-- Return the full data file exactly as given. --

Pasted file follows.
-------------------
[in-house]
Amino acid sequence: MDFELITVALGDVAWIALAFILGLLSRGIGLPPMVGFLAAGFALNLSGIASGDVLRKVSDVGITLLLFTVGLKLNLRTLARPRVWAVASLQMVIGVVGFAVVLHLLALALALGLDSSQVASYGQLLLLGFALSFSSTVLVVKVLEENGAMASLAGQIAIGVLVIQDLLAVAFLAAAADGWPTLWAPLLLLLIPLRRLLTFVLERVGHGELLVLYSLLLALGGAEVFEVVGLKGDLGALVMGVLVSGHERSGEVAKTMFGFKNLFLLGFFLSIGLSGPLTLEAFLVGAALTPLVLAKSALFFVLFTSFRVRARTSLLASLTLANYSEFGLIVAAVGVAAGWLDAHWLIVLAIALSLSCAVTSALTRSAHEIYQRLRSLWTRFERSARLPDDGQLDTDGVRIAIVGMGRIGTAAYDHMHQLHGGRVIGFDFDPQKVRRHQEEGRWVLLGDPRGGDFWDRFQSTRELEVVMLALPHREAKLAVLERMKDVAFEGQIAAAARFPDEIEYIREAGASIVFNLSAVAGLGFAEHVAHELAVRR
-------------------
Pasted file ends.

[in-house]
Amino acid sequence: MDFELITVALGDVAWIALAFILGLLSRGIGLPPMVGFLAAGFALNLSGIASGDVLRKVSDVGITLLLFTVGLKLNLRTLARPRVWAVASLQMVIGVVGFAVVLHLLALALALGLDSSQVASYGQLLLLGFALSFSSTVLVVKVLEENGAMASLAGQIAIGVLVIQDLLAVAFLAAAADGWPTLWAPLLLLLIPLRRLLTFVLERVGHGELLVLYSLLLALGGAEVFEVVGLKGDLGALVMGVLVSGHERSGEVAKTMFGFKNLFLLGFFLSIGLSGPLTLEAFLVGAALTPLVLAKSALFFVLFTSFRVRARTSLLASLTLANYSEFGLIVAAVGVAAGWLDAHWLIVLAIALSLSCAVTSALTRSAHEIYQRLRSLWTRFERSARLPDDGQLDTDGVRIAIVGMGRIGTAAYDHMHQLHGGRVIGFDFDPQKVRRHQEEGRWVLLGDPRGGDFWDRFQSTRELEVVMLALPHREAKLAVLERMKDVAFEGQIAAAARFPDEIEYIREAGASIVFNLSAVAGLGFAEHVAHELAVRR